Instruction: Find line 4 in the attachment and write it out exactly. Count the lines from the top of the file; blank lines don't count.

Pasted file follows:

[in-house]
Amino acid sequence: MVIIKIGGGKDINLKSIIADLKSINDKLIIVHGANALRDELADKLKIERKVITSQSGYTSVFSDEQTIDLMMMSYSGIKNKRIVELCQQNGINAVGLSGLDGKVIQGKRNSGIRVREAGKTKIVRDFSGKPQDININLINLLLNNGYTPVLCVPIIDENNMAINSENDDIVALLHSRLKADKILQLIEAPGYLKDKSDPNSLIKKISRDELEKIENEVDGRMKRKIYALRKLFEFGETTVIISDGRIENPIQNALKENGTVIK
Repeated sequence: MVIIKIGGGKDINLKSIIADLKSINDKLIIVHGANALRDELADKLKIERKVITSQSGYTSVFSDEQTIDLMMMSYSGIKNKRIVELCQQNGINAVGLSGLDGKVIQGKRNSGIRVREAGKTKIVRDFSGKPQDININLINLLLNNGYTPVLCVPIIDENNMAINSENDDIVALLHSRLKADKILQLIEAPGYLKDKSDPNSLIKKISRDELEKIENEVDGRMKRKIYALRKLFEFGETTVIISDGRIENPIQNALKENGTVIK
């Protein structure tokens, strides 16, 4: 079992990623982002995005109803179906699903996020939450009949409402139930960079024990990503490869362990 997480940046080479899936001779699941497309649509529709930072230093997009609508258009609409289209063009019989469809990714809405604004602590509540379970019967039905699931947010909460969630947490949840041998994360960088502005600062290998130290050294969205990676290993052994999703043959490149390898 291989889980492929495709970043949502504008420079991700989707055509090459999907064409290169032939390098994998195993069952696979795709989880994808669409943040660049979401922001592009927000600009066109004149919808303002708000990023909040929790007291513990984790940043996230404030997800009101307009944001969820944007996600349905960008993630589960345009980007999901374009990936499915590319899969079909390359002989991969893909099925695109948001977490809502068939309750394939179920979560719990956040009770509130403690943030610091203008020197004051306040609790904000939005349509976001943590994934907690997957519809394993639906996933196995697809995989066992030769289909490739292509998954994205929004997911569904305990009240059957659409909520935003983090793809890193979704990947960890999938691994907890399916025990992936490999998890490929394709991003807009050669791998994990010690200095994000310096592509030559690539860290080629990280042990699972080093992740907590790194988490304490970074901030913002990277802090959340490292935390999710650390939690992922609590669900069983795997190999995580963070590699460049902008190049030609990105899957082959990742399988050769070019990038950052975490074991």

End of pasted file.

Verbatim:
């Protein structure tokens, strides 16, 4: 079992990623982002995005109803179906699903996020939450009949409402139930960079024990990503490869362990 997480940046080479899936001779699941497309649509529709930072230093997009609508258009609409289209063009019989469809990714809405604004602590509540379970019967039905699931947010909460969630947490949840041998994360960088502005600062290998130290050294969205990676290993052994999703043959490149390898 291989889980492929495709970043949502504008420079991700989707055509090459999907064409290169032939390098994998195993069952696979795709989880994808669409943040660049979401922001592009927000600009066109004149919808303002708000990023909040929790007291513990984790940043996230404030997800009101307009944001969820944007996600349905960008993630589960345009980007999901374009990936499915590319899969079909390359002989991969893909099925695109948001977490809502068939309750394939179920979560719990956040009770509130403690943030610091203008020197004051306040609790904000939005349509976001943590994934907690997957519809394993639906996933196995697809995989066992030769289909490739292509998954994205929004997911569904305990009240059957659409909520935003983090793809890193979704990947960890999938691994907890399916025990992936490999998890490929394709991003807009050669791998994990010690200095994000310096592509030559690539860290080629990280042990699972080093992740907590790194988490304490970074901030913002990277802090959340490292935390999710650390939690992922609590669900069983795997190999995580963070590699460049902008190049030609990105899957082959990742399988050769070019990038950052975490074991």